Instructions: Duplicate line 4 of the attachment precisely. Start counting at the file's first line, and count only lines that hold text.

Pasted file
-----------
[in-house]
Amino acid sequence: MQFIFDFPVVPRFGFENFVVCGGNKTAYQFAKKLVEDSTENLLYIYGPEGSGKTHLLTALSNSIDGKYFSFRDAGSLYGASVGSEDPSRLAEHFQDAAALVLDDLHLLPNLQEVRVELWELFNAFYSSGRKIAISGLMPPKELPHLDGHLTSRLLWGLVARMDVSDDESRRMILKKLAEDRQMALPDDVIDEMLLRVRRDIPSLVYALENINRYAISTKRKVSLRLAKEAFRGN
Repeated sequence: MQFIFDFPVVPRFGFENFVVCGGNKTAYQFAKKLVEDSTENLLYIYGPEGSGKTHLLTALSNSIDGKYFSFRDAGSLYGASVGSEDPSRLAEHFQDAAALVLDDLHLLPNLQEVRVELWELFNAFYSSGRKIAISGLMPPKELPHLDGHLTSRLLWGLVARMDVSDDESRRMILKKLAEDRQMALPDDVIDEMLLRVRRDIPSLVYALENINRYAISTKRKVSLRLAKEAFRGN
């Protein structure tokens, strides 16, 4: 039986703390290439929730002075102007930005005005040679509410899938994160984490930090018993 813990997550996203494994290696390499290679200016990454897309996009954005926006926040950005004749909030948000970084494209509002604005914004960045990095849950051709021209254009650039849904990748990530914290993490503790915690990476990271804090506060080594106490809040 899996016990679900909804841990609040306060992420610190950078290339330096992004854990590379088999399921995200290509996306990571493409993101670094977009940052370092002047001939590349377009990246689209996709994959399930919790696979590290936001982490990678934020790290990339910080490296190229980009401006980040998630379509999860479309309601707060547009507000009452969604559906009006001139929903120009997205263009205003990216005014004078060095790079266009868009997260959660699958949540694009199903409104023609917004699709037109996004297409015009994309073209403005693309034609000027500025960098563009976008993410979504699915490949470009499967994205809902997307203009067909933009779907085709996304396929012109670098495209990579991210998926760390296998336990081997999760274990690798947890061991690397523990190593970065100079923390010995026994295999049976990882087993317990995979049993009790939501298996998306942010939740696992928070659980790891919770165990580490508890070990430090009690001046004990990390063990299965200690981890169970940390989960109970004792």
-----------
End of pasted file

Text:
């Protein structure tokens, strides 16, 4: 039986703390290439929730002075102007930005005005040679509410899938994160984490930090018993 813990997550996203494994290696390499290679200016990454897309996009954005926006926040950005004749909030948000970084494209509002604005914004960045990095849950051709021209254009650039849904990748990530914290993490503790915690990476990271804090506060080594106490809040 899996016990679900909804841990609040306060992420610190950078290339330096992004854990590379088999399921995200290509996306990571493409993101670094977009940052370092002047001939590349377009990246689209996709994959399930919790696979590290936001982490990678934020790290990339910080490296190229980009401006980040998630379509999860479309309601707060547009507000009452969604559906009006001139929903120009997205263009205003990216005014004078060095790079266009868009997260959660699958949540694009199903409104023609917004699709037109996004297409015009994309073209403005693309034609000027500025960098563009976008993410979504699915490949470009499967994205809902997307203009067909933009779907085709996304396929012109670098495209990579991210998926760390296998336990081997999760274990690798947890061991690397523990190593970065100079923390010995026994295999049976990882087993317990995979049993009790939501298996998306942010939740696992928070659980790891919770165990580490508890070990430090009690001046004990990390063990299965200690981890169970940390989960109970004792």